Margaret Evangeline works on large aluminum plates whose surfaces she grinds to produce shimmering three-dimensional effects; she then paints the plates with abstract patterns. From her studio on West 26th Street in Chelsea, she witnessed the effects of the attacks.
"Signs of death were everywhere," Ms. Evangeline said. "I was seeing these heartbreaking funeral processions every day. Even two months later, the smell in my studio was so strong it made me sick. I couldn't work. I was so fragmented that I couldn't focus on anything. When I heard about this program, I started to cry because that was just what I needed."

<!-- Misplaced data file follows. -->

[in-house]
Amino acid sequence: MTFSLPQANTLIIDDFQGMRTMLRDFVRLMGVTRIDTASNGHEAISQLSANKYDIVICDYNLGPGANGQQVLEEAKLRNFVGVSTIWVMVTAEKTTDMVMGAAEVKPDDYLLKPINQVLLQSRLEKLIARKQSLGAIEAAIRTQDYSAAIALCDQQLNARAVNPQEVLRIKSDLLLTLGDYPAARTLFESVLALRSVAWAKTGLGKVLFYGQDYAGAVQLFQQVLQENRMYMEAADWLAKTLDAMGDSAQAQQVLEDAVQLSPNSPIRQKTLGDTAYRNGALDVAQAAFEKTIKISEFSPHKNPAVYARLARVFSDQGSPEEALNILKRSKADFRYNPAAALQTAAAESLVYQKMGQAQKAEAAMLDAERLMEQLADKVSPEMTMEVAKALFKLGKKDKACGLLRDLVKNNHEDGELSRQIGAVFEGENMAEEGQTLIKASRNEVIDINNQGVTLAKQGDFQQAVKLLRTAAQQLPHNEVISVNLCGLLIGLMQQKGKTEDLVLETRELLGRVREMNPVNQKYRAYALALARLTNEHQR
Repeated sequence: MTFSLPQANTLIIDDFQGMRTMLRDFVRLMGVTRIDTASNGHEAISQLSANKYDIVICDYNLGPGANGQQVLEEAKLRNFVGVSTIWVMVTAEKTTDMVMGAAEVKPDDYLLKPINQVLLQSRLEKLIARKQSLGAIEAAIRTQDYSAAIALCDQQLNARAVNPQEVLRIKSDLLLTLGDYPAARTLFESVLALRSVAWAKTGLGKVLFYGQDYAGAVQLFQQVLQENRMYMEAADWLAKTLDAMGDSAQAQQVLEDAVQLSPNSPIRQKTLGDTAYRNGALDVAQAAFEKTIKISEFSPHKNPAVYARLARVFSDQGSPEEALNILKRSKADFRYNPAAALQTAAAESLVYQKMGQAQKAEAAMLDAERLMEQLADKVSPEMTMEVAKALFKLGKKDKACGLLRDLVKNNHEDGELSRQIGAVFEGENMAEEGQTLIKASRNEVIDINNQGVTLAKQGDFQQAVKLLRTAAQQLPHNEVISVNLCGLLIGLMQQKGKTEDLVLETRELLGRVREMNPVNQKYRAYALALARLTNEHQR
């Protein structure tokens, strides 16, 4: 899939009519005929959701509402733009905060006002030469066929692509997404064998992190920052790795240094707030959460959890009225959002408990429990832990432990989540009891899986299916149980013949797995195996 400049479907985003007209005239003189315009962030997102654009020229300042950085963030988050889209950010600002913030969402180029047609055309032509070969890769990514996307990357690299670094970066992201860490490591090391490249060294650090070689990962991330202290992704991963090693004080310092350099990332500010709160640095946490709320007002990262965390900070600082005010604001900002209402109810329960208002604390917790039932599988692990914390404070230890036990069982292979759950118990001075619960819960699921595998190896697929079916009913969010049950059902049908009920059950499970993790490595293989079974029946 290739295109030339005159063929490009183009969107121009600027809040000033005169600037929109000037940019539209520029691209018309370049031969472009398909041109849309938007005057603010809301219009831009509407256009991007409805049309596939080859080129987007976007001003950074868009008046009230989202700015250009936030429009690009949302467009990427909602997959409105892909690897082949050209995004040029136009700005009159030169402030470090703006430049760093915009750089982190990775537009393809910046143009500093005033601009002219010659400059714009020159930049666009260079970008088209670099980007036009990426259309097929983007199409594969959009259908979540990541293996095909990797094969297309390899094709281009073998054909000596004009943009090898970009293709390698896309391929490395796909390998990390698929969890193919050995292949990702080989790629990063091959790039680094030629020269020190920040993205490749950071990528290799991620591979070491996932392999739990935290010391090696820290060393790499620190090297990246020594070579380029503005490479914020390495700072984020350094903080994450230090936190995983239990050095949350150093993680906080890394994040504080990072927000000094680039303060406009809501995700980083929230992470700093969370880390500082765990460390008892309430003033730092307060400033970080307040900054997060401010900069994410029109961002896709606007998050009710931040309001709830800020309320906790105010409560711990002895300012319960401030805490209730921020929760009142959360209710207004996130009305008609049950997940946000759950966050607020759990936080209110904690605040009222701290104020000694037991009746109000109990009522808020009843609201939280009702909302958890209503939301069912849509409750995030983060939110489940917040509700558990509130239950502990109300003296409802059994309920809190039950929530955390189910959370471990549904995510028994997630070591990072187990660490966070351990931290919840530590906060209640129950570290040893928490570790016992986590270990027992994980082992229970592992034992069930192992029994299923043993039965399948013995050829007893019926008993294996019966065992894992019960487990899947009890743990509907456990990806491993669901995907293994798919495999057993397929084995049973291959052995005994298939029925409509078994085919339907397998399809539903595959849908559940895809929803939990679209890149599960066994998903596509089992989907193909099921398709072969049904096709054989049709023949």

Ms. Evangeline has an arrangement with the New Mexico Air National Guard that allows her to take her plates to remote fields and fire at them with a variety of weapons. The results are stark and powerful.
"I hate to admit it, but I felt much better after I did it," she said of her experiences shooting at the plates. "It cleared something for me. My work has always been about loss and displacement, and I think this experience is going to change it in a big way. It's a paradigm shift. The light out here is astonishing. Being in a sanctuary like this, where so many artists have worked over the years, can't help but affect you."